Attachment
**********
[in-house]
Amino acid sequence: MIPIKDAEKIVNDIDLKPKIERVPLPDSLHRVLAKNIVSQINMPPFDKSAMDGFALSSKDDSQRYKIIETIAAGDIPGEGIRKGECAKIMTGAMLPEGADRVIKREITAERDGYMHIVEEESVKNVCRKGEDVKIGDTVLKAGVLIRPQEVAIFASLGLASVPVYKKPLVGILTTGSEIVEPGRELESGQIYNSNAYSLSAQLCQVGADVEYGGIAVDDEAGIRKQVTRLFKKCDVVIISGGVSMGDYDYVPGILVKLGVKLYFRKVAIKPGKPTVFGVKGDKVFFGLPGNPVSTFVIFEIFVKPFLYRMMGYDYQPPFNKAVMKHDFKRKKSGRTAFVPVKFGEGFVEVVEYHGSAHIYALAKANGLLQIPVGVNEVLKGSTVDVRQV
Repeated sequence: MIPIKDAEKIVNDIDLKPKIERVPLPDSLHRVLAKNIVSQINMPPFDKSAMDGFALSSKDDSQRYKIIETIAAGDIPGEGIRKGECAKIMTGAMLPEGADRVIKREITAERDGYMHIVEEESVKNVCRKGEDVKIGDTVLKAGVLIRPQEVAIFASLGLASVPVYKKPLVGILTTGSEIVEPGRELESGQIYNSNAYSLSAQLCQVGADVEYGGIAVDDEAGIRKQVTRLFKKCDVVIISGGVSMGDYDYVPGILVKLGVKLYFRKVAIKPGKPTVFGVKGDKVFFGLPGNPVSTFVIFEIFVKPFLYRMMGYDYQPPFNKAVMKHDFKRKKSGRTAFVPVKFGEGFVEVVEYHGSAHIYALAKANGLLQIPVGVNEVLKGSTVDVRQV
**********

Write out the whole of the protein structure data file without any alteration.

[in-house]
Amino acid sequence: MIPIKDAEKIVNDIDLKPKIERVPLPDSLHRVLAKNIVSQINMPPFDKSAMDGFALSSKDDSQRYKIIETIAAGDIPGEGIRKGECAKIMTGAMLPEGADRVIKREITAERDGYMHIVEEESVKNVCRKGEDVKIGDTVLKAGVLIRPQEVAIFASLGLASVPVYKKPLVGILTTGSEIVEPGRELESGQIYNSNAYSLSAQLCQVGADVEYGGIAVDDEAGIRKQVTRLFKKCDVVIISGGVSMGDYDYVPGILVKLGVKLYFRKVAIKPGKPTVFGVKGDKVFFGLPGNPVSTFVIFEIFVKPFLYRMMGYDYQPPFNKAVMKHDFKRKKSGRTAFVPVKFGEGFVEVVEYHGSAHIYALAKANGLLQIPVGVNEVLKGSTVDVRQV
Repeated sequence: MIPIKDAEKIVNDIDLKPKIERVPLPDSLHRVLAKNIVSQINMPPFDKSAMDGFALSSKDDSQRYKIIETIAAGDIPGEGIRKGECAKIMTGAMLPEGADRVIKREITAERDGYMHIVEEESVKNVCRKGEDVKIGDTVLKAGVLIRPQEVAIFASLGLASVPVYKKPLVGILTTGSEIVEPGRELESGQIYNSNAYSLSAQLCQVGADVEYGGIAVDDEAGIRKQVTRLFKKCDVVIISGGVSMGDYDYVPGILVKLGVKLYFRKVAIKPGKPTVFGVKGDKVFFGLPGNPVSTFVIFEIFVKPFLYRMMGYDYQPPFNKAVMKHDFKRKKSGRTAFVPVKFGEGFVEVVEYHGSAHIYALAKANGLLQIPVGVNEVLKGSTVDVRQV